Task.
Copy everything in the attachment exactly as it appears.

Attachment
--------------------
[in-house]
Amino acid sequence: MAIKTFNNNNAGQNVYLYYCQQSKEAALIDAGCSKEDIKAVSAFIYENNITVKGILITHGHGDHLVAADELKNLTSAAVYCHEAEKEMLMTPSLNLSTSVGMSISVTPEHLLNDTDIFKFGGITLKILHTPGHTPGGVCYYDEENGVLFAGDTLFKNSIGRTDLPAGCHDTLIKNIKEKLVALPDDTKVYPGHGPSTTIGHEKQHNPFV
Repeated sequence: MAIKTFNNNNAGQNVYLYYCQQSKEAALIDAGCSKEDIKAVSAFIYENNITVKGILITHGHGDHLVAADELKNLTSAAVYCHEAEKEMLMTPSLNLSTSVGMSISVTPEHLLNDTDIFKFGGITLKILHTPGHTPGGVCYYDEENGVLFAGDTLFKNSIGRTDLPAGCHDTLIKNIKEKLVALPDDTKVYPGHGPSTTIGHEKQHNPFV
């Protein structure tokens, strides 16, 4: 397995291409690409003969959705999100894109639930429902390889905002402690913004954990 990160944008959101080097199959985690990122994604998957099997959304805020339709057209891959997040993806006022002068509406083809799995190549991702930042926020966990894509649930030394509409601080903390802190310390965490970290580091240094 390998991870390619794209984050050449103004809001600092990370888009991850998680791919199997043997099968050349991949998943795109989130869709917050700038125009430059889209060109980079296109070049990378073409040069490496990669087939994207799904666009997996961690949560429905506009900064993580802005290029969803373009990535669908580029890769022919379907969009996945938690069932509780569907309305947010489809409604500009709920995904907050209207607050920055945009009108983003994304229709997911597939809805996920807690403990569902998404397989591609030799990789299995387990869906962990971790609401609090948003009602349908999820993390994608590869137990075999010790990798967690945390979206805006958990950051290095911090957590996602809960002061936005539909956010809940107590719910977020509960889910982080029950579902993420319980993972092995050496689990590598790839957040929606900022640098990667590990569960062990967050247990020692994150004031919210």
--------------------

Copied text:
[in-house]
Amino acid sequence: MAIKTFNNNNAGQNVYLYYCQQSKEAALIDAGCSKEDIKAVSAFIYENNITVKGILITHGHGDHLVAADELKNLTSAAVYCHEAEKEMLMTPSLNLSTSVGMSISVTPEHLLNDTDIFKFGGITLKILHTPGHTPGGVCYYDEENGVLFAGDTLFKNSIGRTDLPAGCHDTLIKNIKEKLVALPDDTKVYPGHGPSTTIGHEKQHNPFV
Repeated sequence: MAIKTFNNNNAGQNVYLYYCQQSKEAALIDAGCSKEDIKAVSAFIYENNITVKGILITHGHGDHLVAADELKNLTSAAVYCHEAEKEMLMTPSLNLSTSVGMSISVTPEHLLNDTDIFKFGGITLKILHTPGHTPGGVCYYDEENGVLFAGDTLFKNSIGRTDLPAGCHDTLIKNIKEKLVALPDDTKVYPGHGPSTTIGHEKQHNPFV
């Protein structure tokens, strides 16, 4: 397995291409690409003969959705999100894109639930429902390889905002402690913004954990 990160944008959101080097199959985690990122994604998957099997959304805020339709057209891959997040993806006022002068509406083809799995190549991702930042926020966990894509649930030394509409601080903390802190310390965490970290580091240094 390998991870390619794209984050050449103004809001600092990370888009991850998680791919199997043997099968050349991949998943795109989130869709917050700038125009430059889209060109980079296109070049990378073409040069490496990669087939994207799904666009997996961690949560429905506009900064993580802005290029969803373009990535669908580029890769022919379907969009996945938690069932509780569907309305947010489809409604500009709920995904907050209207607050920055945009009108983003994304229709997911597939809805996920807690403990569902998404397989591609030799990789299995387990869906962990971790609401609090948003009602349908999820993390994608590869137990075999010790990798967690945390979206805006958990950051290095911090957590996602809960002061936005539909956010809940107590719910977020509960889910982080029950579902993420319980993972092995050496689990590598790839957040929606900022640098990667590990569960062990967050247990020692994150004031919210």